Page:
We granted both petitions for certiorari, expedited the consideration, and heard arguments on July 8.

At the outset we should say that we conclude that the cross-petition raises an issue which it is not necessary to decide in order to resolve the issues of this case and the cross-petition is therefore, dismissed as having been improvidently granted.

The President is not a party to the proceedings for which the evidence has sought.

He is a third-party who has, in his possession or under his control, material the Special Prosecutor claims he needs to proceed with the cases now pending in the District Court.

The Special Prosecutor made a preliminary showing to the District Court satisfying that court that the evidence he wanted was probably relevant to these cases and probably would be admissible.

The Special Prosecutor was able to describe what he wanted in the subpoena duces tecum, because the daily logs and diaries which are routinely kept in the White House were supplied to him.

The Special Prosecutor’s petition to this Court, advised that the case for which the evidence was sought would be tried in the District Court early in September and that he needed time to analyze the large amount of material involved.

The first question that we decided is whether we have jurisdiction to review the District Court’s order denying the motion to quash the subpoena.

If it was a final order, it would be an appealable order.

Ordinarily, an order of this kind is not regarded as final and, therefore, not appealable.

And the party is not permitted to challenge it in an Appellate Court until it has becomes certain that the District Court will, in fact, command compliance on pain of contempt.

There are, however, some expectations to this, and this is one occasion for such an exception.

To follow the ordinary procedure in this case, would very likely produce more delay and defeat the very purpose of the rule that only final orders are appealable.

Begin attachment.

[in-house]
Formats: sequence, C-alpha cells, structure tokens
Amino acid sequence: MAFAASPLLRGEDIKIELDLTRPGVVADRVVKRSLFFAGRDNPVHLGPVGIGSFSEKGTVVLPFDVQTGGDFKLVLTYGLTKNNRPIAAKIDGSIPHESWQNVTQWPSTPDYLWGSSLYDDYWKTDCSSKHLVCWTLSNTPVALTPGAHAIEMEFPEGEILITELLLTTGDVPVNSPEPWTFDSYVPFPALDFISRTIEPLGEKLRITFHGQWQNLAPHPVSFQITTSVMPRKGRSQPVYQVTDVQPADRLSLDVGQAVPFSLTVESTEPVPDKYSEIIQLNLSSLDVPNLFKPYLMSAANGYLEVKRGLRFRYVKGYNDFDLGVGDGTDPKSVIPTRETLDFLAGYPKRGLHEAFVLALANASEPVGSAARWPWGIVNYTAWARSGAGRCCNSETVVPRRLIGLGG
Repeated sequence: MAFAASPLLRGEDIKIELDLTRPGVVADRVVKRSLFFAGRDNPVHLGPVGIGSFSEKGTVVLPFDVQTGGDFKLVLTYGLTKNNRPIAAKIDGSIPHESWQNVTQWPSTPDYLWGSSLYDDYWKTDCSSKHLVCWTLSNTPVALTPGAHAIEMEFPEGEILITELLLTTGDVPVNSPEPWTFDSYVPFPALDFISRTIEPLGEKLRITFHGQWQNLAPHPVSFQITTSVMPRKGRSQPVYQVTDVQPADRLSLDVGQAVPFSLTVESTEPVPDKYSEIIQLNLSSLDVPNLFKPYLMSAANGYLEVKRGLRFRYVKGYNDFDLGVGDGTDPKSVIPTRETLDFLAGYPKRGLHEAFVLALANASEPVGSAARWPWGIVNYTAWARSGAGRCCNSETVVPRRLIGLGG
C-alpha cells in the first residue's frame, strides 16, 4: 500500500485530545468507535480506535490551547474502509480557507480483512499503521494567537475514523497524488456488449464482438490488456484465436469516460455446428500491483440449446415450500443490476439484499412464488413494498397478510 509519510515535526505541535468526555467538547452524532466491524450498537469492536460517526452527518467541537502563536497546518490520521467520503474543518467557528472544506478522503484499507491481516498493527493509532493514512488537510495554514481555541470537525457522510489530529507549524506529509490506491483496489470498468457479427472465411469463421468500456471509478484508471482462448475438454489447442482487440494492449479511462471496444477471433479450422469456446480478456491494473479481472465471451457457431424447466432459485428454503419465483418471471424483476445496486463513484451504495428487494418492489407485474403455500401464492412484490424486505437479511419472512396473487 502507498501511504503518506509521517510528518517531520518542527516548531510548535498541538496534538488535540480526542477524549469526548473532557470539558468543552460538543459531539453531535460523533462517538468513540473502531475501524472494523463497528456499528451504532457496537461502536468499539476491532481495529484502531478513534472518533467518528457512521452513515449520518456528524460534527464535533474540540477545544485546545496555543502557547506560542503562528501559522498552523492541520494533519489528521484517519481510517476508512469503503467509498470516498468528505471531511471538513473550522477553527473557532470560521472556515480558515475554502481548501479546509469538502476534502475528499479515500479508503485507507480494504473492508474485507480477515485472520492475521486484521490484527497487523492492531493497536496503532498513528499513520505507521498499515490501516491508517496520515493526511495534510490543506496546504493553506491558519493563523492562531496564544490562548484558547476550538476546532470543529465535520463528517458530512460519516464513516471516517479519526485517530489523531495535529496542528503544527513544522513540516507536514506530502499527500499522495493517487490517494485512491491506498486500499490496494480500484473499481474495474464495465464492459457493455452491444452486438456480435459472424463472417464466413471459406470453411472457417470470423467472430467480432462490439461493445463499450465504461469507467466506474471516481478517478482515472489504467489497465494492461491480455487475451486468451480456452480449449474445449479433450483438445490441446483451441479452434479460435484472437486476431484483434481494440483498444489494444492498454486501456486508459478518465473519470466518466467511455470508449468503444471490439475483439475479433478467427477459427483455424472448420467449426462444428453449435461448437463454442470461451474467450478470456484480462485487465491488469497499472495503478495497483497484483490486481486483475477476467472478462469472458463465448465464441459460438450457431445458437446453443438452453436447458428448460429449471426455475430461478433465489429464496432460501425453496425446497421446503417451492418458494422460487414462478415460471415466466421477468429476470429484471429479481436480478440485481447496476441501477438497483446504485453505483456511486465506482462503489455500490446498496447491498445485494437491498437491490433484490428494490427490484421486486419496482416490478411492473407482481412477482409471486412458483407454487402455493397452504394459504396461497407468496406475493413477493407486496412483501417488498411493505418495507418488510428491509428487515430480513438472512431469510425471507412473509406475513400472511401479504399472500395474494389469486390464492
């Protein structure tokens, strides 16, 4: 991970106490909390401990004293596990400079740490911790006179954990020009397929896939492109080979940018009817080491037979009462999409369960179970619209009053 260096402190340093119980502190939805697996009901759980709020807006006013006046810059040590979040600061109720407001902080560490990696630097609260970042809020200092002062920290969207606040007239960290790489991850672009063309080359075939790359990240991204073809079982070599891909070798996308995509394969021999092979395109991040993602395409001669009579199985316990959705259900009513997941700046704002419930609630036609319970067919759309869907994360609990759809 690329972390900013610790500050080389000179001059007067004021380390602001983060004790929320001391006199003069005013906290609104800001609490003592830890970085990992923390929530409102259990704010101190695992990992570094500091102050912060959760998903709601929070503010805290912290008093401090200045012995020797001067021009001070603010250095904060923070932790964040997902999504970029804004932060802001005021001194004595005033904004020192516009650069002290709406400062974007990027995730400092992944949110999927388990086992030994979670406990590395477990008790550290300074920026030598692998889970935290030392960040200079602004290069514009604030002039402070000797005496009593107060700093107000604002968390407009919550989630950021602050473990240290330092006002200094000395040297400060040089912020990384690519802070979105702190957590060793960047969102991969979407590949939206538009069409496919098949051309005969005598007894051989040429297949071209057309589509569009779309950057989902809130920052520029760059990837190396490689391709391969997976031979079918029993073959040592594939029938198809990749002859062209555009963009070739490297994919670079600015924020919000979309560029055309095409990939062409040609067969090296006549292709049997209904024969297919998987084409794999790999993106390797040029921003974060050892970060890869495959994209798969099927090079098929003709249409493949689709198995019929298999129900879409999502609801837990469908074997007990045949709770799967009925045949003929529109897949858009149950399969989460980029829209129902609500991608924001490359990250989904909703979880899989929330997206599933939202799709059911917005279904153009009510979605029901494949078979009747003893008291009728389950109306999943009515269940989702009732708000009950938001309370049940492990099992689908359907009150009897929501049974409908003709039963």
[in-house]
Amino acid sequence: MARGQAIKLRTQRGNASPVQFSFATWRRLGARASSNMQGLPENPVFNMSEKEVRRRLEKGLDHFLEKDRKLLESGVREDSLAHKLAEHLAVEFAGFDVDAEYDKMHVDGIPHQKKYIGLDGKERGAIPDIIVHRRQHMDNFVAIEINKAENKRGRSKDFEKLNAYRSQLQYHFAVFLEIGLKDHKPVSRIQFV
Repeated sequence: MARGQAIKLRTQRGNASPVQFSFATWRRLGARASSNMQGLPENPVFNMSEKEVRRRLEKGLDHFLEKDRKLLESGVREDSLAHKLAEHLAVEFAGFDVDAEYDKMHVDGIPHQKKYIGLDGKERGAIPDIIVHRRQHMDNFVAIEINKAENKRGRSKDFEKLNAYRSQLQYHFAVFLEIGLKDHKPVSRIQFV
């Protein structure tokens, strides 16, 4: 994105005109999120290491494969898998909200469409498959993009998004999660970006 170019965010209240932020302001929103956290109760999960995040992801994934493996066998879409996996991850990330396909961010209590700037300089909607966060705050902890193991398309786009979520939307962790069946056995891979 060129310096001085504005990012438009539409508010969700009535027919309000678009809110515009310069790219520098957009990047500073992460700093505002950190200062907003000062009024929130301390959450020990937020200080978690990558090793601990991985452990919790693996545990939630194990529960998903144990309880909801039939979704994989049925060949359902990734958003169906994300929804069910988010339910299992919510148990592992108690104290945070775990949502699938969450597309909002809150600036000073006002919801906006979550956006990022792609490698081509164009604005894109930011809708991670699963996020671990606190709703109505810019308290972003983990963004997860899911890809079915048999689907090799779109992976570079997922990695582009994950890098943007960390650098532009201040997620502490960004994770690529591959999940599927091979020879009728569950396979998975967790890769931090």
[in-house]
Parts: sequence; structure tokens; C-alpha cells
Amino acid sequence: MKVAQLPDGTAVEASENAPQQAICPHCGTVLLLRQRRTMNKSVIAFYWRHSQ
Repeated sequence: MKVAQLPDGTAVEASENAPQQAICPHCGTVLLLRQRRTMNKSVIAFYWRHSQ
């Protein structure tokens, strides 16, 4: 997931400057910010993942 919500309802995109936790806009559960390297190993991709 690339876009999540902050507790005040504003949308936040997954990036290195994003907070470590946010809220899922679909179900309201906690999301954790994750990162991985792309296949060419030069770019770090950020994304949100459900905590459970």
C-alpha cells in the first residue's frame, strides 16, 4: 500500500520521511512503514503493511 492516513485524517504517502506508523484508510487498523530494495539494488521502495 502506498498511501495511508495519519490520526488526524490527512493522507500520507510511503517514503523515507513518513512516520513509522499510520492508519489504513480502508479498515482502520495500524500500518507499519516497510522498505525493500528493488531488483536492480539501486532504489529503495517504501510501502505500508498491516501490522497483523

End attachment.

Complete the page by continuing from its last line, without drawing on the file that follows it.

For this and other reasons we, therefore, conclude that this Court has jurisdiction.

The President’s counsel contends in this case that it presents a dispute between the Special Prosecutor and the President and that since both are part of the Executive Branch, it is an intra-branch, a jurisdictional dispute which can be resolved only within the Executive Branch and not in the courts.

However, the Special Prosecutor in this case is not an ordinary subordinate officer of the Attorney General, because, by regulation of the Attorney General, the Special Prosecutor was given unique authority and tenure concerning specific investigations and prosecutions.

His authority is to represent the United States as a sovereign and it did include expressed authority to contest any privilege asserted by the Executive Branch.

It is now well established that when the government or its department promulgate regulations, the government is bound by those regulations even though they may be revoked or modified.

But until they are revoked or until they are modified, they have the force of law.